Extreme weather, a remote location, and mountainous terrain over 3,100 metres above sea level- these conditions, at a Lesotho mine site, have not prevented Johnson Crane Hire from delivering the safe and reliable service for which they have become known.
According to Johnson Crane Hire Vanderbijlpark branch manager Dean Wepener, the team has fine-tuned its operation in the ‘Mountain Kingdom’ to ensure customers can run operations efficiently and can rest easy in the knowledge that safe lifting services are taken care of.
Johnson Crane Hire has provided a 35-tonne mobile all-terrain crane on the mine site for an extended period of time, along with trained and experienced operators to ensure there are no hitches in the lifting duties required.
‘This contract presents a number of unusual challenges, but none that we can’t meet,’ says Wepener. ‘Our main task is to keep the on-site crane operating in top condition and compliant in terms of our own operational policies, national regulations and customer requirements.’
Working in weather that regularly delivers searing heat, freezing cold, torrential rain and howling winds, the crane operates 12-hour shifts for seven days a week. Its duties are focused on the range of maintenance activities that the mine demands, especially as the harsh climate increases the rate of replacement of many items of equipment on site.
‘Our service offering to the mine includes a four-pronged application of specialist skills,’ he says. ‘An operator is permanently on site and rotates with a standby operator to ensure compliance with Lesotho’s labour regulations and Johnson Crane Hire’s best practice policies. Secondly, a maintenance mechanic visits the site regularly to service the machine, replacing oil and filters, and attending to any other mechanical issues arising.’
The third leg of responsibility and support is the certified lifting machine inspector (LMI), who visits the site quarterly to conduct the required compliance check on all aspects of the crane.
‘We also have a Johnson Crane Hire foreman who makes on-site inspections, checking on both the machine and the operator,’ says Wepener. ‘In addition to those four interventions, I also am at the site regularly as the branch manager, and will do my own assessment of the crane’s condition and general operations.’
The aim of all this attention, he says, is to help ensure that there is no unnecessary downtime on the mine, which suffers substantial losses for every hour of lost production. He emphasises the role of the operator in keeping the crane working safely, as well as ensuring that all lifts are conducted according to best operating practice and within weight compliance limits. The operator also does a pre-operation check every morning and sends his report to the branch regularly.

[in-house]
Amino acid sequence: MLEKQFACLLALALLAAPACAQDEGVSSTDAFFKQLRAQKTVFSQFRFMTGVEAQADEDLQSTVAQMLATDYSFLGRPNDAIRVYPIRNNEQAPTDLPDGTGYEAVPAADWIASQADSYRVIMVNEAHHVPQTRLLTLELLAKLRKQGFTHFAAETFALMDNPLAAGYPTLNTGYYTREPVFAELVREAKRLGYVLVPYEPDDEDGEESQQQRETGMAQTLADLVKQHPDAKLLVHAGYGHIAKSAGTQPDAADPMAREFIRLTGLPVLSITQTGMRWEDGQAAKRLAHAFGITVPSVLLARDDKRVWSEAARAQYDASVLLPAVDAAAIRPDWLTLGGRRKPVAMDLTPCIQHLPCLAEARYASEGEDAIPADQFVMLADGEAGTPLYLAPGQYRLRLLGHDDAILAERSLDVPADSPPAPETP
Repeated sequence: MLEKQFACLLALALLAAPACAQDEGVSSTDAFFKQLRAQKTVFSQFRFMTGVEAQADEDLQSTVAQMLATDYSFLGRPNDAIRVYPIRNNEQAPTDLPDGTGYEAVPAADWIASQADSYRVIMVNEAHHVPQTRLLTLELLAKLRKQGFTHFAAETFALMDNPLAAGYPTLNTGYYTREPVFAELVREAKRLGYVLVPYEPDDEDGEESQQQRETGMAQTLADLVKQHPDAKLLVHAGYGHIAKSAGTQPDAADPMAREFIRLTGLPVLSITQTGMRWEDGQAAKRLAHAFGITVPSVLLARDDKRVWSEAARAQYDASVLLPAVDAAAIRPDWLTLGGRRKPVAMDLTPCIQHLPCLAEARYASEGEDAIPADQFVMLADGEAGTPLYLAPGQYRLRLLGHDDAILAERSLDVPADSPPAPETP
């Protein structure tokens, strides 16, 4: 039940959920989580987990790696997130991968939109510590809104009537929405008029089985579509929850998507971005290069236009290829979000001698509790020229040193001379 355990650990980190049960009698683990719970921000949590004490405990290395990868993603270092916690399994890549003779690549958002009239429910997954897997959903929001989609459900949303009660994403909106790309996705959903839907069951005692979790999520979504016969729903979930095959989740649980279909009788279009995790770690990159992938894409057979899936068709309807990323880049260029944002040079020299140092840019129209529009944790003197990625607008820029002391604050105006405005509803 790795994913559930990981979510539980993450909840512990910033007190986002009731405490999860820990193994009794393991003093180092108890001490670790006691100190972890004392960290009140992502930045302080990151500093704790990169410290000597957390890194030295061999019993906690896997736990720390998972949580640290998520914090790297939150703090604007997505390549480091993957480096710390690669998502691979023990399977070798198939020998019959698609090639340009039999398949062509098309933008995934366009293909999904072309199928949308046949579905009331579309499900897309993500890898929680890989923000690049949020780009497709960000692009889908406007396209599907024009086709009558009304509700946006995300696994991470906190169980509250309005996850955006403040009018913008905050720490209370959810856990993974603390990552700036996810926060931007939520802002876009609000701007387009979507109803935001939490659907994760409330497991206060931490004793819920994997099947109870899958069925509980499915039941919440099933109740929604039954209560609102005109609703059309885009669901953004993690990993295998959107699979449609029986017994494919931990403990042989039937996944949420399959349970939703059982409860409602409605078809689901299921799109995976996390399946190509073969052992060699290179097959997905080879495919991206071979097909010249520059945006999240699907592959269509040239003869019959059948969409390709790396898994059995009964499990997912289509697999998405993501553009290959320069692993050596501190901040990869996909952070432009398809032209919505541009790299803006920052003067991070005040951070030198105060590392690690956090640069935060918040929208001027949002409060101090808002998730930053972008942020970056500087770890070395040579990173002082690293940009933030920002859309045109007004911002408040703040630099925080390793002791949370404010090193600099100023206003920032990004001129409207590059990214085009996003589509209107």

‘The training we provide to our operators is at the best level available in the lifting sector,’ he says. ‘As Johnson Crane Hire is accredited to provide our own in-house training to crane operators, we can be sure that our crane operators receive the highest standard of preparation for their work. Not only do we train our operators for the respective tonnages they can lift, but we also certify them for specific crane models.’
Our operators are re-certified every two years as a matter of course, and must undergo familiarisation training if they have not operated a certain crane model for more than six months. Wepener says this ongoing training pays dividends when operating in remote sites like those in Lesotho, where extra care and attention to detail ensures a minimum of unexpected delays or maintenance issues.
There are also other, larger cranes that Johnson Crane Hire makes available to this mining customer for specific short-term jobs. Here, cross-border administration and logistics add a host of other demands to the project, and the team must keep a number of bases covered if they are to meet the customer’s deadlines.
A recent contract involved making a 275-tonne mobile crane available on site, which required transport arrangements for the crane and support vehicles in order to mobilise the crane’s extensive components including counterweights, hook-blocks and outrigger pads – to make the 400 km journey to the site. Apart from stringent and onerous paperwork relating to the crane and trucks crossing the SA-Lesotho border, the convoy has to negotiate the narrow, twisting mountain road with the help of escorts and traffic authorities.
‘These challenges are all in a days’ work for us,’ says Wepener, ‘but we are sure to collaborate with top-class partners and service providers who support the delivery of our brand promise- SMART- to our customers.’ SMART equals Safety, Maintenance, Availability, Reliability and Total Cost Effectiveness.
Travelling Lesotho’s rural roads with heavy equipment is a task in itself but one also has to contend with the risk of pedestrians and animal traffic. This is just another aspect of the job that Johnson Crane Hire embraces in its mission to provide customers with peace of mind, he says.